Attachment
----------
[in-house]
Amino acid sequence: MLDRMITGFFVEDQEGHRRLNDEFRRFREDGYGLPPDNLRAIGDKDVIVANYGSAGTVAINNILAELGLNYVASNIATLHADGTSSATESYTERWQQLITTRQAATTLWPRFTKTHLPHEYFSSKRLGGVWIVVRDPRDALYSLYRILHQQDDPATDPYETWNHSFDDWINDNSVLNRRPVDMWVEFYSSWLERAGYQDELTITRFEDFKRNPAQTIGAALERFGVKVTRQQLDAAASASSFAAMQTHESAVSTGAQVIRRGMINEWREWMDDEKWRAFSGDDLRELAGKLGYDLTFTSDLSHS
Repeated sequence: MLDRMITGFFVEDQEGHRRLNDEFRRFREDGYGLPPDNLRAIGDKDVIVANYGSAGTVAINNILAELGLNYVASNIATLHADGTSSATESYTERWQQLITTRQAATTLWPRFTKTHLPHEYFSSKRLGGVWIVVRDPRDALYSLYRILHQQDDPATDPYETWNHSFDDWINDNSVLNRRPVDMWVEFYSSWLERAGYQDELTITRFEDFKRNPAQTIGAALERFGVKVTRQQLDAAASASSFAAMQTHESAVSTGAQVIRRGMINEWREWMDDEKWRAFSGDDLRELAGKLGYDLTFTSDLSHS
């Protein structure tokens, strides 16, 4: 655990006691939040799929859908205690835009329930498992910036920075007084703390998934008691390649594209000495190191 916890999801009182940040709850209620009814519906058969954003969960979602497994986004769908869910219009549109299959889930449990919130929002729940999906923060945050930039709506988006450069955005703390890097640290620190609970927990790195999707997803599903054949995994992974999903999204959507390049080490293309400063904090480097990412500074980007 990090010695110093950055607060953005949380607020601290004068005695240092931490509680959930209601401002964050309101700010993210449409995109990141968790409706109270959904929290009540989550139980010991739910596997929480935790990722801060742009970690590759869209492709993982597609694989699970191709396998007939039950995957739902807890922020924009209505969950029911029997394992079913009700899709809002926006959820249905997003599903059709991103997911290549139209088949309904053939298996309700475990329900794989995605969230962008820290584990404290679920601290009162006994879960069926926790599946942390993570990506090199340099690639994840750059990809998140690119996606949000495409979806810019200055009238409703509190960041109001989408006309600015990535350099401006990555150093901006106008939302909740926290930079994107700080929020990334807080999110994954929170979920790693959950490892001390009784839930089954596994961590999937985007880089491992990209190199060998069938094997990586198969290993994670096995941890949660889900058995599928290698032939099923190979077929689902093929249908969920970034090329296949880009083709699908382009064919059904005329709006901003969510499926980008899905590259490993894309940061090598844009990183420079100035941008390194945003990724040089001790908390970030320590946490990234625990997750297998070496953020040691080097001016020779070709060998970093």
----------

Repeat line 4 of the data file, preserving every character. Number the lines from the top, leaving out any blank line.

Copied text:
């Protein structure tokens, strides 16, 4: 655990006691939040799929859908205690835009329930498992910036920075007084703390998934008691390649594209000495190191 916890999801009182940040709850209620009814519906058969954003969960979602497994986004769908869910219009549109299959889930449990919130929002729940999906923060945050930039709506988006450069955005703390890097640290620190609970927990790195999707997803599903054949995994992974999903999204959507390049080490293309400063904090480097990412500074980007 990090010695110093950055607060953005949380607020601290004068005695240092931490509680959930209601401002964050309101700010993210449409995109990141968790409706109270959904929290009540989550139980010991739910596997929480935790990722801060742009970690590759869209492709993982597609694989699970191709396998007939039950995957739902807890922020924009209505969950029911029997394992079913009700899709809002926006959820249905997003599903059709991103997911290549139209088949309904053939298996309700475990329900794989995605969230962008820290584990404290679920601290009162006994879960069926926790599946942390993570990506090199340099690639994840750059990809998140690119996606949000495409979806810019200055009238409703509190960041109001989408006309600015990535350099401006990555150093901006106008939302909740926290930079994107700080929020990334807080999110994954929170979920790693959950490892001390009784839930089954596994961590999937985007880089491992990209190199060998069938094997990586198969290993994670096995941890949660889900058995599928290698032939099923190979077929689902093929249908969920970034090329296949880009083709699908382009064919059904005329709006901003969510499926980008899905590259490993894309940061090598844009990183420079100035941008390194945003990724040089001790908390970030320590946490990234625990997750297998070496953020040691080097001016020779070709060998970093």